What is the story behind your winning photo series?
Quatrani (kwah-trah-nee) means “youngsters” and it is used in the Italian city of L’Aquila. It has been more than ten years since the earthquake that shook these lands in 2009, causing people to end up homeless, injured or dead. The children of what it is known as “The Forbidden City” are now more than 18 years of age. They have grown up without structures, landmarks or meeting points. In spite of everything, the group of boys in this series found their own place thanks to their deep and solid relationship that was fueled by shared experiences and the sense of lack as well as their emotional and social resilience.
What compelled you to want to tell this story?
I went to this city for the first time for an assignment on the conditions of the suburbs (which were very affected by the earthquake) and to record the testimony of children who grew up without a city in The Forbidden City. The most important meeting was the one with Enrico, one of the protagonists of the story, and his mother Barbara, who hosted me from the first day in L’Aquila. Since that time we have bonded very closely and they have become an adoptive family for me.
How did you find this particular group of youth whose story you share?
I met this group thanks to Enrico’s stories, he talked to me about their activities, about their “taking back human bonds” and living the street life in the healthy sense of the term. Not knowing L’Aquila, I initially thought the boys were more isolated than they were, since their generation lives more connected through social media than in real life.
How did you gain access to their lives and begin the process of photographing them?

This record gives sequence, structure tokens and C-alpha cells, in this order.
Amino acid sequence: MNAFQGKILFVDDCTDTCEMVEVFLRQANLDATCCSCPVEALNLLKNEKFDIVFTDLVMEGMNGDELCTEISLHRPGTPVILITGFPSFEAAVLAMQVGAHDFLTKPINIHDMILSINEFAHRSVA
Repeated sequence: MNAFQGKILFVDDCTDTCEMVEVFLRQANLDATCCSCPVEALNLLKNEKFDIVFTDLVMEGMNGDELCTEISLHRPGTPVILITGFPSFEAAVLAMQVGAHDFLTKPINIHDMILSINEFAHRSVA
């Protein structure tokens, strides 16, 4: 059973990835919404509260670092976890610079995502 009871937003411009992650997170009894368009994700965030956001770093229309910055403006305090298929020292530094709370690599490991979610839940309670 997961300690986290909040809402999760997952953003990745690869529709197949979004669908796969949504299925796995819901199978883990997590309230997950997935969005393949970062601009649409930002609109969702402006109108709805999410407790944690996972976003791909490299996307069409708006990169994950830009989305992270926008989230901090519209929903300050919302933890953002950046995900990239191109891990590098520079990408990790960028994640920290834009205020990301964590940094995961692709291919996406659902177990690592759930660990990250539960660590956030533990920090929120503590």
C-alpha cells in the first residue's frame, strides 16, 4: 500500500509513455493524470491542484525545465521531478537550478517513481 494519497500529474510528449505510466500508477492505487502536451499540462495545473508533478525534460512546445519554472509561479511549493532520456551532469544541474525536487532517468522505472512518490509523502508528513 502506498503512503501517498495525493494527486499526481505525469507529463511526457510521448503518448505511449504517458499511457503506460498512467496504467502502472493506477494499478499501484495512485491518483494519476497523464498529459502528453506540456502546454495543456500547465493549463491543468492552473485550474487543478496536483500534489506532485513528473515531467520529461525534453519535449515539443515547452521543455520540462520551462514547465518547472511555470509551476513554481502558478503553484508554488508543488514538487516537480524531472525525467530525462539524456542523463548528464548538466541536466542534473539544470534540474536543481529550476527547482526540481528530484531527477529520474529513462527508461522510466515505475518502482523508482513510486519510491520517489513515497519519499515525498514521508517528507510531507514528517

Before starting to photograph this group I talked a lot with Enrico and Barbara. Enrico talked to me about the activities that the kids did (from skateboarding, to rap music, to trips to the lake) and Barbara told me about how adults (parents, grandparents, teachers) in the years after the earthquake were careful to unite this group of boys as much as possible, keeping them away from the risks of the moment. Then I proposed to both of them the idea to start a story about teenagers, since in L’Aquila there were already reports by great photographers from all over the world, but only on the reconstruction and destruction of the earthquake as well as other more conceptual works. This is how I met the boys and I started to follow them in everyday life. I must say that my enthusiasm grew together with their interest, and they felt part of something.
How did the boys respond to having someone want to tell their story? Did they accept you into their lives? Did it take time to build trust?
I was very lucky because I was introduced by Enrico to their group. In terms of age I am like an older brother, we have common passions such as that for music (even if with very different genres!) and they connected with my curiosity about and attention towards their lives. Maybe even a little bit of my being always a child and having younger brothers helped me to fit in better .. now I talk almost every day with the boys!
Did you experience any challenges while photographing this series?